Mineral Wells Index
Response to writer’s response
I want to reply to Mr. Thompson’s response (“Upset over bullying column,” Letters to the Editor, Sept. 2) to Sue Seibert’s column on bullying as a former teacher/counselor trainer, professor at a university and as a former trainer for counselors statewide under contracts from the Texas Education Agency.
First, I very much believe that Mrs. Seibert was saying that a “law” does not necessarily make change and was agreeing that bullying can be very harmful and “another” law about it will not make the needed changes. Yes, many, many tax dollars have been designated by the federal government to provide training for teachers, counselors and students to “stopping bullying” in their schools and those programs as designed are very good. The major problem is that “all teachers and counselors do not get trained” and, of course, all principals do not get trained through such funding. No, there were not many programs like the “Anti-Bullying Funded Programs” when we were in public schools, but the school personnel did have more authority to control students in schools than they do now because of “laws.”
Mr. Thompson’s research on kids and suicide shows a very serious initiative on his part and far too many young people do attempt suicide in today’s world. That is why teaching “coping” skills is so very important for schools and for parents, but both groups need training on how to provide that in their lessons and counseling sessions to children of all ages. Also, the number of deaths quoted by the CDC does not attribute all 4,400 deaths to bullying as there are many other factors.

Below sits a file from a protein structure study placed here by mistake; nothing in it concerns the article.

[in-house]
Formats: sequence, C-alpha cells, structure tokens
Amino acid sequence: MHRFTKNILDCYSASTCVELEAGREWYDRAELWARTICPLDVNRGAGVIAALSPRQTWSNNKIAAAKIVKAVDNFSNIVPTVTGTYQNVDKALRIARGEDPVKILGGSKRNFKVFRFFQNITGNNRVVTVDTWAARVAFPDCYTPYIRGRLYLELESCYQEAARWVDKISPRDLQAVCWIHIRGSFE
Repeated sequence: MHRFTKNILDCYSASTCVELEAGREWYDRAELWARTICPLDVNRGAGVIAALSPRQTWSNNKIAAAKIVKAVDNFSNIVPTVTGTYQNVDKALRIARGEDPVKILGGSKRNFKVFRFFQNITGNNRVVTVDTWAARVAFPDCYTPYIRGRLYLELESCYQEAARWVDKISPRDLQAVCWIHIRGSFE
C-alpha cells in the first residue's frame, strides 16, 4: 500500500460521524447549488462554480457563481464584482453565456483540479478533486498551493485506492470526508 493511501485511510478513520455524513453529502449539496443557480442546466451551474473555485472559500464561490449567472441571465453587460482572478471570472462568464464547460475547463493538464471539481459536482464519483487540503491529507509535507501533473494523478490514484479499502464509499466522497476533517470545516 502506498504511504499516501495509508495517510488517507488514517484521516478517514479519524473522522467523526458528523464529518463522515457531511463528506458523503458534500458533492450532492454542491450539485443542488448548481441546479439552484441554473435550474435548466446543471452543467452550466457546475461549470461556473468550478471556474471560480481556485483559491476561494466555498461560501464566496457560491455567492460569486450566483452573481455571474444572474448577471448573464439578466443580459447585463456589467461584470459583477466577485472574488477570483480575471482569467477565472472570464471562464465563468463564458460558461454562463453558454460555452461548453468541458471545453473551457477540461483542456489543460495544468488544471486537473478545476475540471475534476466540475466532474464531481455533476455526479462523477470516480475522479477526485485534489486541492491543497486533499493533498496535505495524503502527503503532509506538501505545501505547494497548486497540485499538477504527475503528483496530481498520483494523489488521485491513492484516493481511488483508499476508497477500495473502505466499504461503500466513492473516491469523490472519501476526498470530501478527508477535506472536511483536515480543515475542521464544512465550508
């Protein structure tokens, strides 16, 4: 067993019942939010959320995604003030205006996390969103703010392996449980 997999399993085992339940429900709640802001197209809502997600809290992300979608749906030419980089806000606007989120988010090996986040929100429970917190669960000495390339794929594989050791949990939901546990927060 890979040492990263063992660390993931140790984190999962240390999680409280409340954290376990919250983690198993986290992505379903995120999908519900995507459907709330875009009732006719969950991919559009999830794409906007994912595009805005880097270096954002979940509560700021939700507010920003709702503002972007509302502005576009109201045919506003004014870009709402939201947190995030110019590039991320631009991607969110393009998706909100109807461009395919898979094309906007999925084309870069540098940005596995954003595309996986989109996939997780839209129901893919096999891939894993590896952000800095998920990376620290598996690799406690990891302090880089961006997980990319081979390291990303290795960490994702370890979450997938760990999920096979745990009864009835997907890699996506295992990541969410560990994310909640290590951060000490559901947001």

There are laws about standards for instruction and there are standards for counselors in the schools and the skills necessary for students including how to “deal with others” and coping skills that are found in those standards. These are areas stressed in the “counselor’s role” in public schools. The problem is that standards or no standards, most university and service center teacher/counselor/administrative training programs do not stress or teach those standards as much as they do for the content standards and subjects (English, Math, Science and History). Those content standards are what the regulations address in terms of “school report cards.”
Also, it was my experience as a public school teacher from grades six through 12 and a teacher/counselor trainer that most professors do not adjust their teaching to address changes in society and students so it is hard to just blame the teachers, counselors or principals. Many times those professors have not worked full time in a school setting or even spent time observing in one even though they are teaching those who will or who are currently in the schools.
Under today’s state and federal restrictions for school personnel, parents must be more involved to address such issues. I stress that parents must be involved with their students and with the schools. Again, though the parents need to be trained to identify issues with their kids and on how to handle them. Many kids in schools today had “kids” for parents and their parents need help.
I am glad that this issue has been given so much publicity as students need all the help they can get. It is, in my opinion, that passing more and more laws will not help as much as providing assistance and training would and that means to all parties involved – kids, parents and school personnel. If the districts’ school boards would encourage that as much as they do any other issue in their local districts, I do believe that would make a greater difference than any law could ever do.
It is also very important to realize that if youth are not taught the coping skills and personal skills at a young age, how and when do they learn to deal with the bullies they encounter as adults and in the offices and work places later in life?
Jessie Teddlie, Ph.D., Whitt